To say this was an unusual Fall would be an understatement. We were seeing local ducks and geese all over the place. We thought that this was going to a season similar to last year, a season that led to myself shooting more ducks than I ever had in one season. Not just numbers of ducks but I was able to shoot : Mallards, Widgeon, Gadwell, Blue Wing Teal, Green Wing Teal, Redheads, Canvasback, Pintails, and the most sought after prize NORTHERN SHOVELERS. I was seeing ducks all over the place so I knew something good was coming.
Through the spring my German Shorthaired Pointer Piper was killing ducks. She was going to have a litter of pups in the summer and was taking out her woes on the duck population. Piper would hit the reeds and jump them on the water. I thought of reporting her for poaching but she is too good looking of a dog for prison. Throughout the season when I would take her upland bird hunting she would get me a few ducks. Some of those ducks I wouldn’t even need to shoot.
On September 8 our season opened with a great shoot. We took 32 honkers and 24 ducks. Our opening day YouTube video shows some of the duck passes.
This was going to be be easy I thought. With all the ducks around this should be an epic season. The duck numbers looked good. I was seeing large amounts of puddle ducks in the area
After opening day we shot almost NO ducks. Now we field hunt primarily and we target the fields that ducks and geese want to feed on. We were having geese work our decoys but the ducks would not decoy. We would get the odd curious duck but that was it.
Early season ducks aren’t much to look at. Their winter feather aren’t fully grown in. They are not young birds…they are not northern birds…they just molt during the summer and new feathers grow throughout September. Early season Green Wing/Blue Wing Teal look like this. Pintails are pretty sketchy this time of year…no they do NOT have their pin tails. One is not going to mount a September bird.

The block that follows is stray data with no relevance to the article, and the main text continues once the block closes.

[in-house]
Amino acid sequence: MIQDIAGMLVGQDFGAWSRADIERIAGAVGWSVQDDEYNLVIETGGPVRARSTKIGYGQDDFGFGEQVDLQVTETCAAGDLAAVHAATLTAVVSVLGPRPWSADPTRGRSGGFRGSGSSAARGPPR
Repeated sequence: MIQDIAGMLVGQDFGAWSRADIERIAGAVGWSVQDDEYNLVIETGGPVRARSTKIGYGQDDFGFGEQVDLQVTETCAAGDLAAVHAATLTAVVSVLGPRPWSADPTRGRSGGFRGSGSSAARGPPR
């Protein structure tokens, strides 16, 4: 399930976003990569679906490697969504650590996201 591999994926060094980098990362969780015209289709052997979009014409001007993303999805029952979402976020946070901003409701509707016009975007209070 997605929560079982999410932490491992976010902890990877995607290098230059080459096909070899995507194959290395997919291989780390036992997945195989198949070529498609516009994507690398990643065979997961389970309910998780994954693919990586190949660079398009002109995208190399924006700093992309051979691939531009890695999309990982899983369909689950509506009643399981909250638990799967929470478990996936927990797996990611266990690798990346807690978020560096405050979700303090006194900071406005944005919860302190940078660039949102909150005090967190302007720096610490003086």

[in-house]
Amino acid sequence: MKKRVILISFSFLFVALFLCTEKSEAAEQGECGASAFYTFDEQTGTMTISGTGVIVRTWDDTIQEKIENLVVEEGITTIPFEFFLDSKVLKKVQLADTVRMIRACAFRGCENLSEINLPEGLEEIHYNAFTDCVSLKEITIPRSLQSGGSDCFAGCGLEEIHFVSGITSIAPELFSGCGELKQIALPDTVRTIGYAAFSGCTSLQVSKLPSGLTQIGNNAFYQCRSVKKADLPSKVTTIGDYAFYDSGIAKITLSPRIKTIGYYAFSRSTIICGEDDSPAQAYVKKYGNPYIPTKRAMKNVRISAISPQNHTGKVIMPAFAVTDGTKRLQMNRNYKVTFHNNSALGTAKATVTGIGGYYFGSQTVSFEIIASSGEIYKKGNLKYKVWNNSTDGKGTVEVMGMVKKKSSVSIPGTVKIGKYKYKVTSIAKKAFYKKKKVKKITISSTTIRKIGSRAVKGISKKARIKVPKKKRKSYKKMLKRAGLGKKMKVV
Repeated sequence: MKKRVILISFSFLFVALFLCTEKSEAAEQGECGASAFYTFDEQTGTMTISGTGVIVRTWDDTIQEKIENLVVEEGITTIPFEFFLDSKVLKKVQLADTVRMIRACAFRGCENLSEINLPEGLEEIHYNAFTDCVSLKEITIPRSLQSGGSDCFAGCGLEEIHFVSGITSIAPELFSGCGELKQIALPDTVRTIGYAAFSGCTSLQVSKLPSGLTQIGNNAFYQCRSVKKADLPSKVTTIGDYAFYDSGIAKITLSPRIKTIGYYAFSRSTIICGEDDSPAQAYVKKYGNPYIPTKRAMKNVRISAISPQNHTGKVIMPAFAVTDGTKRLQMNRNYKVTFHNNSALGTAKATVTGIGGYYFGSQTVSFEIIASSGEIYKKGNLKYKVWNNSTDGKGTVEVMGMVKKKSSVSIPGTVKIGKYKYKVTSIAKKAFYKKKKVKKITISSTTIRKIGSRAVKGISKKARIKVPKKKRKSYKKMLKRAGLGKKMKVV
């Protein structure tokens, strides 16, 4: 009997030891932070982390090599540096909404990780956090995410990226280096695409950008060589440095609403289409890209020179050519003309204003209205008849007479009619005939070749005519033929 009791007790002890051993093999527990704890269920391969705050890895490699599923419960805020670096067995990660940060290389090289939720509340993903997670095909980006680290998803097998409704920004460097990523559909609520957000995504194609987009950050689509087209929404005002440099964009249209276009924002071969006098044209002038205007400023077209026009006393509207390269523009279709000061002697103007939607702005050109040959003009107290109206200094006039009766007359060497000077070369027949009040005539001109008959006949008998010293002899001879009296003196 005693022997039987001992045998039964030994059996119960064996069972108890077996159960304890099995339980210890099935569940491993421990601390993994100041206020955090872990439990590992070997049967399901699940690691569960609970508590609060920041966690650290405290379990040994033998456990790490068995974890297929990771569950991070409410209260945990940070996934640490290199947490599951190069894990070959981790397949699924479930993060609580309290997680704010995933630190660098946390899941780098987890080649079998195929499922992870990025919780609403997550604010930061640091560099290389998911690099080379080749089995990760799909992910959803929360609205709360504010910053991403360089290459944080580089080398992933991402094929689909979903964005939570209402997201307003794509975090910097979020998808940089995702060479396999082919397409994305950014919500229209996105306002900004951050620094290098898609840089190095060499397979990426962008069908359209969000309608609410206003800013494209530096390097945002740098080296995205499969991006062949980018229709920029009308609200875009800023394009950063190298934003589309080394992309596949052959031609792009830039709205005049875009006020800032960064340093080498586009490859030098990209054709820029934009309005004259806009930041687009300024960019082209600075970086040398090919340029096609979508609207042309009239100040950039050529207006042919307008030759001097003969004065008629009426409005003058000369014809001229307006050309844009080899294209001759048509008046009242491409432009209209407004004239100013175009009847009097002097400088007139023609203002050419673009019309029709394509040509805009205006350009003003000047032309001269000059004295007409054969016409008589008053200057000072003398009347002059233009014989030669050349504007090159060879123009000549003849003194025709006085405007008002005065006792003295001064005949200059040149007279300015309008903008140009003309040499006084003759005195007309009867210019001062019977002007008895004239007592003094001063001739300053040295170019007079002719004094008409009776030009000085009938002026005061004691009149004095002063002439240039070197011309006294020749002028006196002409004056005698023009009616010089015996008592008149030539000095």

We could have changed tactics and gone to water to shoot up some limits. We did not because we had geese working our spreads. The rule of thumb is if there are geese in the field the ducks will come to join them. If the Canadas are there, then the best food MUST be on that field. The ducks did not abide by this rule of thumb this season.
I was watching a pond with close to 5k ducks on it. I watched those ducks leave the roost over the span of an hour. I was watching them all go in all different directions to manydifferent fields. This was the story of the end of September-October for us. We hardly shot any ducks even though we would see them on the roosting water.
When we went into Saskatchewan to hunt the migration birds we saw NO ducks on the water. Other hunters were telling us the ducks were stuck up north and the guys up north said the ducks must be stuck up north. It was a very warm fall again and the duckies never migrated in force. My guess is they trickled through quietly.
Not until we went back after southern Alberta honkers in November did we see ducks feeding in the fields. We shot a few on this windy day.
We hunted through November and into December and shot a few more. I am thinking of trying my hand at some taxidermy this winter. I was hoping to get a few nice ducks but I wasn’t feeling confident that I would have any specimens. At end of the season I was able to get a few specimens, not massive birds but pretty.
In wraps this was an odd year, lots of birds but they wouldn’t play nice. Ducks are such a fun thing to shoot in the field. If there was one disappointment this season it was that we shot very few duckies compared to previous seasons.